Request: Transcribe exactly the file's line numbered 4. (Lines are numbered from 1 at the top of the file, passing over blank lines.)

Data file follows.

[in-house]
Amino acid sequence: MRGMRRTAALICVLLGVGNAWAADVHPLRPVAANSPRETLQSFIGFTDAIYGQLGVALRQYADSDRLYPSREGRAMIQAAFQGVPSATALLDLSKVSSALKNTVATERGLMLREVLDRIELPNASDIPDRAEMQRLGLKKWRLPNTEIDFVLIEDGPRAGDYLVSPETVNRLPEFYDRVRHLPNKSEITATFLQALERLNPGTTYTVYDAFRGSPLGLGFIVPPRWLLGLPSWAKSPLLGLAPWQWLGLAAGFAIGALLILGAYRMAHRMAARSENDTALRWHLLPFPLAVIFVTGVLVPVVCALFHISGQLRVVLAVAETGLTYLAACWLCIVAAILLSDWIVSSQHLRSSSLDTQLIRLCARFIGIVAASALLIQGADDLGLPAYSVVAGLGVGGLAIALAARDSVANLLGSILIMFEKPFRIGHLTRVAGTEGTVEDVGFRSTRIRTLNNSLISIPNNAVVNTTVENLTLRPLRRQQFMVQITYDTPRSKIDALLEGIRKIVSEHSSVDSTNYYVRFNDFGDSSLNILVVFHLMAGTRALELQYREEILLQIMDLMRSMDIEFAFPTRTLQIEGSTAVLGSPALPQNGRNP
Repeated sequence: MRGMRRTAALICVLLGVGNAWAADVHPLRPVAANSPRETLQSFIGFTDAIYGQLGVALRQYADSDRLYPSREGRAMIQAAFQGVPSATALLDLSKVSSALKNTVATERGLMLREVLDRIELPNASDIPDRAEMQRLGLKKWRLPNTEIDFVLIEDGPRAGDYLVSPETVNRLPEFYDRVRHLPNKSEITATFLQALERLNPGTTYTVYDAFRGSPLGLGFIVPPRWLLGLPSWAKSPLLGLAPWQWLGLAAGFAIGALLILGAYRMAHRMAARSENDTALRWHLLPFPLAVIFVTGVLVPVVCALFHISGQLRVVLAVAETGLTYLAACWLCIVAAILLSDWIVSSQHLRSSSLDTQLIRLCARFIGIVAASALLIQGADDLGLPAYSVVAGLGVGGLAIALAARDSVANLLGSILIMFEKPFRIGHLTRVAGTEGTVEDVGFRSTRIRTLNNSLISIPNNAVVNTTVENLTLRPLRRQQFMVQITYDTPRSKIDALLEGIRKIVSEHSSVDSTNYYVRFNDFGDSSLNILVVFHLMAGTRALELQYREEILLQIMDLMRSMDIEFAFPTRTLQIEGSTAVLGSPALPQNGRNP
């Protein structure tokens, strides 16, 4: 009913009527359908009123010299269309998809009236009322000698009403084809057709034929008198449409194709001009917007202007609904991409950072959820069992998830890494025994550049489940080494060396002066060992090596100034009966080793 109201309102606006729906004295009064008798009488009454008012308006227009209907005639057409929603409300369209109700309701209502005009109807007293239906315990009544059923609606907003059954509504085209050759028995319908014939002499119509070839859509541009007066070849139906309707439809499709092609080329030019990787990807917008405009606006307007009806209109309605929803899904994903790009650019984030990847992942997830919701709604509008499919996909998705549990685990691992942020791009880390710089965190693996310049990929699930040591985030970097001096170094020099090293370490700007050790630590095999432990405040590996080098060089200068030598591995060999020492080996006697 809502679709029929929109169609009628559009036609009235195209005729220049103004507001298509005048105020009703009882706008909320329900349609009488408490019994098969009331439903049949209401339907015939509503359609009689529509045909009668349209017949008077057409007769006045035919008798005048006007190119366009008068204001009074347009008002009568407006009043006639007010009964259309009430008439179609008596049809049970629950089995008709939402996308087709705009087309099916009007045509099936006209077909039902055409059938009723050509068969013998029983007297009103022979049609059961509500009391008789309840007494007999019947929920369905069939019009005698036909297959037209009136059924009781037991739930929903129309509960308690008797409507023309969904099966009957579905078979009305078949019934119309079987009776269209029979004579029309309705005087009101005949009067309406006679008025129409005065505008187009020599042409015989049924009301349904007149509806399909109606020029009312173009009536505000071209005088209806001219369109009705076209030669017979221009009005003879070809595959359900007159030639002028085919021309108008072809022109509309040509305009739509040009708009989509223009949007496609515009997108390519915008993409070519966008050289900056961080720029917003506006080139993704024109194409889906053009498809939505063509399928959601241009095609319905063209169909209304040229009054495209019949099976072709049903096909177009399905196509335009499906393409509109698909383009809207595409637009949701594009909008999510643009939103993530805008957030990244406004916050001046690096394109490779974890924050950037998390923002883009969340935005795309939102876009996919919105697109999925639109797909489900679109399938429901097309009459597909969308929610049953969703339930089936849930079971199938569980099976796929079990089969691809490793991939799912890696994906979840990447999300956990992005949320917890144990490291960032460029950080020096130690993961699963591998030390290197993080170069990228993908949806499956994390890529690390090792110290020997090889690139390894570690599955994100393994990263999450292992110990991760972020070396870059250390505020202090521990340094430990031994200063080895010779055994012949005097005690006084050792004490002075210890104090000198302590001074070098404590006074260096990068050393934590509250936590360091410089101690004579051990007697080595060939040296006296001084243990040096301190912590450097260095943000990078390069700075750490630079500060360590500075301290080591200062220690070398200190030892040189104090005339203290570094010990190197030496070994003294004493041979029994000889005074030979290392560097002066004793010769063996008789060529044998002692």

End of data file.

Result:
């Protein structure tokens, strides 16, 4: 009913009527359908009123010299269309998809009236009322000698009403084809057709034929008198449409194709001009917007202007609904991409950072959820069992998830890494025994550049489940080494060396002066060992090596100034009966080793 109201309102606006729906004295009064008798009488009454008012308006227009209907005639057409929603409300369209109700309701209502005009109807007293239906315990009544059923609606907003059954509504085209050759028995319908014939002499119509070839859509541009007066070849139906309707439809499709092609080329030019990787990807917008405009606006307007009806209109309605929803899904994903790009650019984030990847992942997830919701709604509008499919996909998705549990685990691992942020791009880390710089965190693996310049990929699930040591985030970097001096170094020099090293370490700007050790630590095999432990405040590996080098060089200068030598591995060999020492080996006697 809502679709029929929109169609009628559009036609009235195209005729220049103004507001298509005048105020009703009882706008909320329900349609009488408490019994098969009331439903049949209401339907015939509503359609009689529509045909009668349209017949008077057409007769006045035919008798005048006007190119366009008068204001009074347009008002009568407006009043006639007010009964259309009430008439179609008596049809049970629950089995008709939402996308087709705009087309099916009007045509099936006209077909039902055409059938009723050509068969013998029983007297009103022979049609059961509500009391008789309840007494007999019947929920369905069939019009005698036909297959037209009136059924009781037991739930929903129309509960308690008797409507023309969904099966009957579905078979009305078949019934119309079987009776269209029979004579029309309705005087009101005949009067309406006679008025129409005065505008187009020599042409015989049924009301349904007149509806399909109606020029009312173009009536505000071209005088209806001219369109009705076209030669017979221009009005003879070809595959359900007159030639002028085919021309108008072809022109509309040509305009739509040009708009989509223009949007496609515009997108390519915008993409070519966008050289900056961080720029917003506006080139993704024109194409889906053009498809939505063509399928959601241009095609319905063209169909209304040229009054495209019949099976072709049903096909177009399905196509335009499906393409509109698909383009809207595409637009949701594009909008999510643009939103993530805008957030990244406004916050001046690096394109490779974890924050950037998390923002883009969340935005795309939102876009996919919105697109999925639109797909489900679109399938429901097309009459597909969308929610049953969703339930089936849930079971199938569980099976796929079990089969691809490793991939799912890696994906979840990447999300956990992005949320917890144990490291960032460029950080020096130690993961699963591998030390290197993080170069990228993908949806499956994390890529690390090792110290020997090889690139390894570690599955994100393994990263999450292992110990991760972020070396870059250390505020202090521990340094430990031994200063080895010779055994012949005097005690006084050792004490002075210890104090000198302590001074070098404590006074260096990068050393934590509250936590360091410089101690004579051990007697080595060939040296006296001084243990040096301190912590450097260095943000990078390069700075750490630079500060360590500075301290080591200062220690070398200190030892040189104090005339203290570094010990190197030496070994003294004493041979029994000889005074030979290392560097002066004793010769063996008789060529044998002692």